Advertisement

Effect of low loading of yttrium on Ni-based layered double hydroxides in CO2 reforming of CH4

  • Katarzyna Świrk
  • Monika Motak
  • Teresa Grzybek
  • Magnus Rønning
  • Patrick Da Costa
Article
  • 9 Downloads

Abstract

Ni/Al/Mg layered double hydroxides (LDHs) modified with low loading of yttrium (0.2 and 0.4 wt%) were used in dry reforming of methane at 700 °C. Physicochemical characterization, such as: X-ray fluorescence, N2 sorption, X-ray diffraction, temperature programmed reduction in H2, temperature programmed desorption of CO2, H2 chemisorption, thermogravimetry analysis coupled by mass spectrometry and Raman spectroscopy, showed that the introduction of low loadings of yttrium lead to a smaller Ni° crystallite size, a decrease in reducibility of the nickel, and a decreased number of basic sites in the modified Ni/LDHs catalysts. The doping with 0.4 wt% of Y improves catalytic activity resulting in higher CH4 and CO2 conversions at 700 °C, i.e., ca. 84% and ca. 87%, respectively with no clear deactivation observed after 5 h run. The increase in CO2 conversion and a decrease of H2/CO ratio indicates that side reactions occurs during DRM.

Keywords

Dry reforming of methane Nickel Yttrium Layered double hydroxides 

Notes

Acknowledgements

K. Świrk acknowledges the French Embassy in Poland for her grant “BGF Doctorat en cotutelle” between Sorbonne University and AGH University of Science and Technology. InnoEnergy Ph.D. school and AGH (Grant 15.11.210.440) are acknowledged for the financial support. This work was carried out within the framework of Erasmus + traineeship of K. Świrk at NTNU (the KinCat Catalysis Group). T. Grzybek and M. Motak thank AGH Grant 11.11.210.373.

References

  1. 1.
    Mark MF, Maier WF, Mark F (1997) Reaction kinetics of the CO2 reforming of methane. Chem Eng Technol 20:361–370.  https://doi.org/10.1002/ceat.270200602 CrossRefGoogle Scholar
  2. 2.
    Seo H (2018) Recent scientific progress on developing supported Ni catalysts for dry (CO2) reforming of methane. Catalysts 8:110–128.  https://doi.org/10.3390/catal8030110 CrossRefGoogle Scholar
  3. 3.
    Świrk K, Gálvez ME, Motak M, Grzybek T, Rønning M, Da Costa P (2018) Yttrium promoted Ni-based double-layered hydroxides for dry methane reforming. J CO2 Util 27:247–258.  https://doi.org/10.1016/j.jcou.2018.08.004 CrossRefGoogle Scholar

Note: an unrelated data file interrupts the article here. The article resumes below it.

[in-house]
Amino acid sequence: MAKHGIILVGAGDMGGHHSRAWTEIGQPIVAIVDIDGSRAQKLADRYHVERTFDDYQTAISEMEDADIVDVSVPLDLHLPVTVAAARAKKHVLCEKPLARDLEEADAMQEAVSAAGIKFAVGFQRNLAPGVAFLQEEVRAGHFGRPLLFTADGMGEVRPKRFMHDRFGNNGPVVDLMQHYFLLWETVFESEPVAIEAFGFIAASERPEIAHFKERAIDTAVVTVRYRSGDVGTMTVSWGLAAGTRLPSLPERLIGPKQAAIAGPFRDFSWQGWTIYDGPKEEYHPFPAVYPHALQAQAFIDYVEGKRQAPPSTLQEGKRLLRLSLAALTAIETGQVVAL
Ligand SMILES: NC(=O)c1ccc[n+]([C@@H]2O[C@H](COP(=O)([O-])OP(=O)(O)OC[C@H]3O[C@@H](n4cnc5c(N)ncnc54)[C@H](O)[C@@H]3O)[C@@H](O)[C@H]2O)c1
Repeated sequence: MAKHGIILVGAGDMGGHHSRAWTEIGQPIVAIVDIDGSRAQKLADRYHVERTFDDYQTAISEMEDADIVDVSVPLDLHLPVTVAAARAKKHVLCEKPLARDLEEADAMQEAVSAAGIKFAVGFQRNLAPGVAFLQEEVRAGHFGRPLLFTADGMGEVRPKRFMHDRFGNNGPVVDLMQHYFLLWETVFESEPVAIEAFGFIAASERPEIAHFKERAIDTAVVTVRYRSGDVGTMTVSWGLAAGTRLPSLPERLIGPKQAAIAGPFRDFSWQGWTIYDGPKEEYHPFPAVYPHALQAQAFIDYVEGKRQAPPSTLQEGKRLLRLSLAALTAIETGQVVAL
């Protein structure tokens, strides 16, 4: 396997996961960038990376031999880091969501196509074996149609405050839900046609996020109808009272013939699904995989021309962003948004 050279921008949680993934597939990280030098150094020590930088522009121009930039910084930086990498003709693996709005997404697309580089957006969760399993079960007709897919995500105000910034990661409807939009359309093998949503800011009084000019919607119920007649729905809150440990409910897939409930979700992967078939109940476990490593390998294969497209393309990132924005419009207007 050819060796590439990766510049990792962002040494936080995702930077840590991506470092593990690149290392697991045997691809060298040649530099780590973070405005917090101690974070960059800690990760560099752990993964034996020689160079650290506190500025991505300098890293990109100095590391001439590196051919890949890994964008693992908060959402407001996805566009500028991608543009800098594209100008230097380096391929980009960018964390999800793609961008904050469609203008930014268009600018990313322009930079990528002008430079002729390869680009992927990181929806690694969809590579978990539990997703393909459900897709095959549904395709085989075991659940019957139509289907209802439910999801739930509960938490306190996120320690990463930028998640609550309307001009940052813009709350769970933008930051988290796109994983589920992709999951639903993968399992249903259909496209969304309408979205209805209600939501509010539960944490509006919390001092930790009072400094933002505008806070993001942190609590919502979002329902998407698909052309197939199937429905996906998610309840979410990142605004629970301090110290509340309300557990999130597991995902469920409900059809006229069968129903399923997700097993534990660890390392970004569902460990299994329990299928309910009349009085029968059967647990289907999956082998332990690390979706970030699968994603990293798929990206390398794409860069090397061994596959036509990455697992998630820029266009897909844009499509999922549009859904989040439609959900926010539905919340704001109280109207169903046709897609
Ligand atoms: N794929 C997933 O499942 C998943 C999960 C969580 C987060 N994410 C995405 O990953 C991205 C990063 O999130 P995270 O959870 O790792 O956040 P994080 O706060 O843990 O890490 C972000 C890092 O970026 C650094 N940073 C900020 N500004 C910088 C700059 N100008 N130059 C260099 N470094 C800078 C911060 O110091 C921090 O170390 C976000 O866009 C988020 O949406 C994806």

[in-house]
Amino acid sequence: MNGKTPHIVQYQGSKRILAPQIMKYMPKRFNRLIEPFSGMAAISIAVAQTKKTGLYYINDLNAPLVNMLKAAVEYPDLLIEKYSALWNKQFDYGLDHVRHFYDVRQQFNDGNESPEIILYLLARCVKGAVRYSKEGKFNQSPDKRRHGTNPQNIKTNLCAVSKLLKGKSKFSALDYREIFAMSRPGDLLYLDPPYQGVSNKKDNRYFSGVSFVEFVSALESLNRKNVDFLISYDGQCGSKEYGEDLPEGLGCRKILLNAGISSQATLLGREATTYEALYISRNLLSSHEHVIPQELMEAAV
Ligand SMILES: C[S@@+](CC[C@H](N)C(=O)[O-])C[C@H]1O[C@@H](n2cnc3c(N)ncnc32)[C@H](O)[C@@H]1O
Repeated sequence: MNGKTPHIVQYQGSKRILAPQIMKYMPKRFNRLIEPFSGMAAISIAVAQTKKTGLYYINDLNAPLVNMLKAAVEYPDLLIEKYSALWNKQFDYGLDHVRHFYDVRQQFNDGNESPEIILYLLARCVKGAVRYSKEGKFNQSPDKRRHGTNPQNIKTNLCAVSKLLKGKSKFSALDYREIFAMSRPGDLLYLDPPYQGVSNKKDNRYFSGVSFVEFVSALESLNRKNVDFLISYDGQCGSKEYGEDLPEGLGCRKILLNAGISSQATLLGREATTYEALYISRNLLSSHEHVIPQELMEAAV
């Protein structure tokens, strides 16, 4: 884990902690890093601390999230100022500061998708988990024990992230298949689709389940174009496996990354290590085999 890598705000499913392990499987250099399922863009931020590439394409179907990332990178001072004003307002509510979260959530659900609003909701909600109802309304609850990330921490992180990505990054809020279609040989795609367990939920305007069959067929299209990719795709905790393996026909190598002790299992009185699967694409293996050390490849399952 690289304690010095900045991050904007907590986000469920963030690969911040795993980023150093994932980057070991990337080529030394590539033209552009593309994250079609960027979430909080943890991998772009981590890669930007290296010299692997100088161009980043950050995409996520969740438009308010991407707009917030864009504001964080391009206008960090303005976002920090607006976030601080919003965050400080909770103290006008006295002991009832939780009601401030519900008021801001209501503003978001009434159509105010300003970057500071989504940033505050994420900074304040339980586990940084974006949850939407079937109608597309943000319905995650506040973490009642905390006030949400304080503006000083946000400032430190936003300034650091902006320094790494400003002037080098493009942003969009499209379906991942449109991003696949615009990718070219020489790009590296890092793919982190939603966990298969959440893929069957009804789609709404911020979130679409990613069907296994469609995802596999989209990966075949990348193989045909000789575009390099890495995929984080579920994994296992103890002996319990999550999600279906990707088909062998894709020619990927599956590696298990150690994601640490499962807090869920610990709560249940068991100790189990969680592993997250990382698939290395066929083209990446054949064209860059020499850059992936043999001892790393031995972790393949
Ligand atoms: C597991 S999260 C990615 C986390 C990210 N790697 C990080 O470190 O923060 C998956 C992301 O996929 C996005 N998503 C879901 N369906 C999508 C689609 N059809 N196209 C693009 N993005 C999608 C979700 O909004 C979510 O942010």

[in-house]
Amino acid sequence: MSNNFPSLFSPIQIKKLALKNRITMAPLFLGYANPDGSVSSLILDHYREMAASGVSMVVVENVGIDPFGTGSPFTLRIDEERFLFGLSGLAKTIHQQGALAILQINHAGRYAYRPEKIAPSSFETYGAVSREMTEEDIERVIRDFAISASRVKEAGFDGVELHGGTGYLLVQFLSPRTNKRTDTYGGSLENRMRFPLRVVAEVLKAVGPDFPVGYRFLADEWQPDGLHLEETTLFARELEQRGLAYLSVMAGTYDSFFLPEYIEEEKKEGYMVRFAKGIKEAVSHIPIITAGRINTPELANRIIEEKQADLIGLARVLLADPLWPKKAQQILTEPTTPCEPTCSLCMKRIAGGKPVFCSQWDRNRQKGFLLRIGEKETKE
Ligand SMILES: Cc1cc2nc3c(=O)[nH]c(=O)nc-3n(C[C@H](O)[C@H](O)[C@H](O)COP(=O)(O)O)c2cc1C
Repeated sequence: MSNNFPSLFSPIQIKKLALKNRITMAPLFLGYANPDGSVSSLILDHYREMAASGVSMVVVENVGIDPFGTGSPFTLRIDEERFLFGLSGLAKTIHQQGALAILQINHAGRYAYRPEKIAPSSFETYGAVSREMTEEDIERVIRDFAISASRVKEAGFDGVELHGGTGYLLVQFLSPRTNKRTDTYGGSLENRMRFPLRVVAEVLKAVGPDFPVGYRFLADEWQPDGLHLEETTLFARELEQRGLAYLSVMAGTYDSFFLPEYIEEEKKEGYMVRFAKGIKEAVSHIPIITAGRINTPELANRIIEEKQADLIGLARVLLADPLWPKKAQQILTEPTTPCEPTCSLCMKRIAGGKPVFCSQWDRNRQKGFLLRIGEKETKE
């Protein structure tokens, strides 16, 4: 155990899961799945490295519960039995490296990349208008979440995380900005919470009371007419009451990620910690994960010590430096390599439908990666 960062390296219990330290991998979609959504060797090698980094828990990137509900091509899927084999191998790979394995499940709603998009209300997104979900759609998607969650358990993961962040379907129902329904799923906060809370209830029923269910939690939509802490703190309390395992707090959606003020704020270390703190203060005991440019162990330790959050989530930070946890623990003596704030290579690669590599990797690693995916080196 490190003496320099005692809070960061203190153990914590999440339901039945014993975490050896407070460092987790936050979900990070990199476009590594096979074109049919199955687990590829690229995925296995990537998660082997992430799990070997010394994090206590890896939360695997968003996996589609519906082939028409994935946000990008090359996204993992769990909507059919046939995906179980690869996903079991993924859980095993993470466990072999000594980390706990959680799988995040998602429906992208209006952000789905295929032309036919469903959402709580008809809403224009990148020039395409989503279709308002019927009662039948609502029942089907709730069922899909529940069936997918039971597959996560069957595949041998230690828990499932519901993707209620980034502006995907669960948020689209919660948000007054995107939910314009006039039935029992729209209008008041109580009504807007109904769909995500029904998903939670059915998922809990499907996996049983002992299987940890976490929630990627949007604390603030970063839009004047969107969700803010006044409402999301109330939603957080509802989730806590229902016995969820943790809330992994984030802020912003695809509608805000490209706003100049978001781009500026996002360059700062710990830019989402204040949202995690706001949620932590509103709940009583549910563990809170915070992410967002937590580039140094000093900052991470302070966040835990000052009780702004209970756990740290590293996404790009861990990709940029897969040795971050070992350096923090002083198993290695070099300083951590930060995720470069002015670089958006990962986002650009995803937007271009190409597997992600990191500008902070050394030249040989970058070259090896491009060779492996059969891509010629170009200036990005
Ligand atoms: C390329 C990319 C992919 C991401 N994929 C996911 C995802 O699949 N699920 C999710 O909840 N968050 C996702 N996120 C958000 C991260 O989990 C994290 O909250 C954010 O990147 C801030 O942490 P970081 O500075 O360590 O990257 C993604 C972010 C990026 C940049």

4. 4.
    Reddy GK, Loridant S, Takahashi A, Delichère P, Reddy BM (2010) Reforming of methane with carbon dioxide over Pt/ZrO2/SiO2 catalysts: effect of zirconia to silica ratio. Appl Catal A Gen 389:92–100.  https://doi.org/10.1016/j.apcata.2010.09.007 CrossRefGoogle Scholar
  5. 5.
    Zhang J, Wang H, Dalai AK (2007) Development of stable bimetallic catalysts for carbon dioxide reforming of methane. J Catal 249:300–310.  https://doi.org/10.1016/j.jcat.2007.05.004 CrossRefGoogle Scholar
  6. 6.
    Tsyganok AI, Inaba M, Tsunoda T, Hamakawa S, Suzuki K, Hayakawa T (2003) Dry reforming of methane over supported noble metals: a novel approach to preparing catalysts. Catal Commun 4:493–498.  https://doi.org/10.1016/S1566-7367(03)00130-4 CrossRefGoogle Scholar
  7. 7.
    Fan MS, Abdullah AZ, Bhatia S (2011) Utilization of greenhouse gases through dry reforming: screening of nickel-based bimetallic catalysts and kinetic studies. Chemsuschem 4:1643–1653.  https://doi.org/10.1002/cssc.201100113 CrossRefPubMedGoogle Scholar
  8. 8.
    Muraza O, Galadima A (2015) A review on coke management during dry reforming of methane. Int J Energy Res 39:1196–1216.  https://doi.org/10.1002/er.3295 CrossRefGoogle Scholar
  9. 9.
    Chen D, Lødeng R, Anundskås A, Olsvik O, Holmen A (2001) Deactivation during carbon dioxide reforming of methane over Ni catalyst: microkinetic analysis. Chem Eng Sci 56:1371–1379.  https://doi.org/10.1016/S0009-2509(00)00360-2 CrossRefGoogle Scholar
  10. 10.
    Aramouni NAK, Touma JG, Tarboush BA, Zeaiter J, Ahmad MN (2018) Catalyst design for dry reforming of methane: analysis review. Renew Sustain Energy Rev 82:2570–2585.  https://doi.org/10.1016/j.rser.2017.09.076 CrossRefGoogle Scholar
  11. 11.
    Daza CE, Moreno S, Molina R (2011) Co-precipitated Ni–Mg–Al catalysts containing Ce for CO2 reforming of methane. Int J Hydrogen Energy 36:3886–3894.  https://doi.org/10.1016/j.ijhydene.2010.12.082 CrossRefGoogle Scholar
  12. 12.
    Alper E, Yuksel Orhan O (2017) CO2 utilization: developments in conversion processes. Petroleum 3:109–126.  https://doi.org/10.1016/j.petlm.2016.11.003 CrossRefGoogle Scholar
  13. 13.
    Dębek R, Motak M, Grzybek T, Galvez M, Da Costa P (2017) A short review on the catalytic activity of hydrotalcite-derived materials for dry reforming of methane. Catalysts 7:32–57.  https://doi.org/10.3390/catal7010032 CrossRefGoogle Scholar